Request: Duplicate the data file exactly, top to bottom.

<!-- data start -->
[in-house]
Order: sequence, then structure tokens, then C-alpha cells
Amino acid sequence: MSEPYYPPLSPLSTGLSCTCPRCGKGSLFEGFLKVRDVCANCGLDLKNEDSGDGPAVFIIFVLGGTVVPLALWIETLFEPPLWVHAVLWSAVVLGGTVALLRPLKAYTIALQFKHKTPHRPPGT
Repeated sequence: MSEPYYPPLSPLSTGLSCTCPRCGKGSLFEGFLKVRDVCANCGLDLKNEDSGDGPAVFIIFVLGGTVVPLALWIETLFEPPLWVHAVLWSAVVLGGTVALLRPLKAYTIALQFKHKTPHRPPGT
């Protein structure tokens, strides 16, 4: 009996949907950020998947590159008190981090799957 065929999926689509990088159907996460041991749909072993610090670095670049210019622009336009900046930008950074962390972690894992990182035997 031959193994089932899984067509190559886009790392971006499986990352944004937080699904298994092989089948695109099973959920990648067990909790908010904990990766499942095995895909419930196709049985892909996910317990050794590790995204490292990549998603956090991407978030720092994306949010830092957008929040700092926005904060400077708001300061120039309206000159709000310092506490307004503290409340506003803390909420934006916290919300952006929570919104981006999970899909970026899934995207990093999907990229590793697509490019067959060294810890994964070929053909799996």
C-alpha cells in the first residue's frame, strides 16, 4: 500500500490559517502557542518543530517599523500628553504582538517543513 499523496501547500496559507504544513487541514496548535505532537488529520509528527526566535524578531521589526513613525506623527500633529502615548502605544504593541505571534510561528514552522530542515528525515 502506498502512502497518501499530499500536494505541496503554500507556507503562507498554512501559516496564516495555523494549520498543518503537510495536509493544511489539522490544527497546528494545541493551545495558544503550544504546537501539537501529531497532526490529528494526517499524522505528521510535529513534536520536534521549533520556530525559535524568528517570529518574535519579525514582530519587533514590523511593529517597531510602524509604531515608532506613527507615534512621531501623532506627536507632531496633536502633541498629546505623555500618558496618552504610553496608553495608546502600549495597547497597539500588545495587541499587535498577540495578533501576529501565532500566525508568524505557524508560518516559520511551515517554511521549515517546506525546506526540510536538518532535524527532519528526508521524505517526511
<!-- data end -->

[in-house]
Order: sequence, then structure tokens, then C-alpha cells
Amino acid sequence: MSEPYYPPLSPLSTGLSCTCPRCGKGSLFEGFLKVRDVCANCGLDLKNEDSGDGPAVFIIFVLGGTVVPLALWIETLFEPPLWVHAVLWSAVVLGGTVALLRPLKAYTIALQFKHKTPHRPPGT
Repeated sequence: MSEPYYPPLSPLSTGLSCTCPRCGKGSLFEGFLKVRDVCANCGLDLKNEDSGDGPAVFIIFVLGGTVVPLALWIETLFEPPLWVHAVLWSAVVLGGTVALLRPLKAYTIALQFKHKTPHRPPGT
């Protein structure tokens, strides 16, 4: 009996949907950020998947590159008190981090799957 065929999926689509990088159907996460041991749909072993610090670095670049210019622009336009900046930008950074962390972690894992990182035997 031959193994089932899984067509190559886009790392971006499986990352944004937080699904298994092989089948695109099973959920990648067990909790908010904990990766499942095995895909419930196709049985892909996910317990050794590790995204490292990549998603956090991407978030720092994306949010830092957008929040700092926005904060400077708001300061120039309206000159709000310092506490307004503290409340506003803390909420934006916290919300952006929570919104981006999970899909970026899934995207990093999907990229590793697509490019067959060294810890994964070929053909799996």
C-alpha cells in the first residue's frame, strides 16, 4: 500500500490559517502557542518543530517599523500628553504582538517543513 499523496501547500496559507504544513487541514496548535505532537488529520509528527526566535524578531521589526513613525506623527500633529502615548502605544504593541505571534510561528514552522530542515528525515 502506498502512502497518501499530499500536494505541496503554500507556507503562507498554512501559516496564516495555523494549520498543518503537510495536509493544511489539522490544527497546528494545541493551545495558544503550544504546537501539537501529531497532526490529528494526517499524522505528521510535529513534536520536534521549533520556530525559535524568528517570529518574535519579525514582530519587533514590523511593529517597531510602524509604531515608532506613527507615534512621531501623532506627536507632531496633536502633541498629546505623555500618558496618552504610553496608553495608546502600549495597547497597539500588545495587541499587535498577540495578533501576529501565532500566525508568524505557524508560518516559520511551515517554511521549515517546506525546506526540510536538518532535524527532519528526508521524505517526511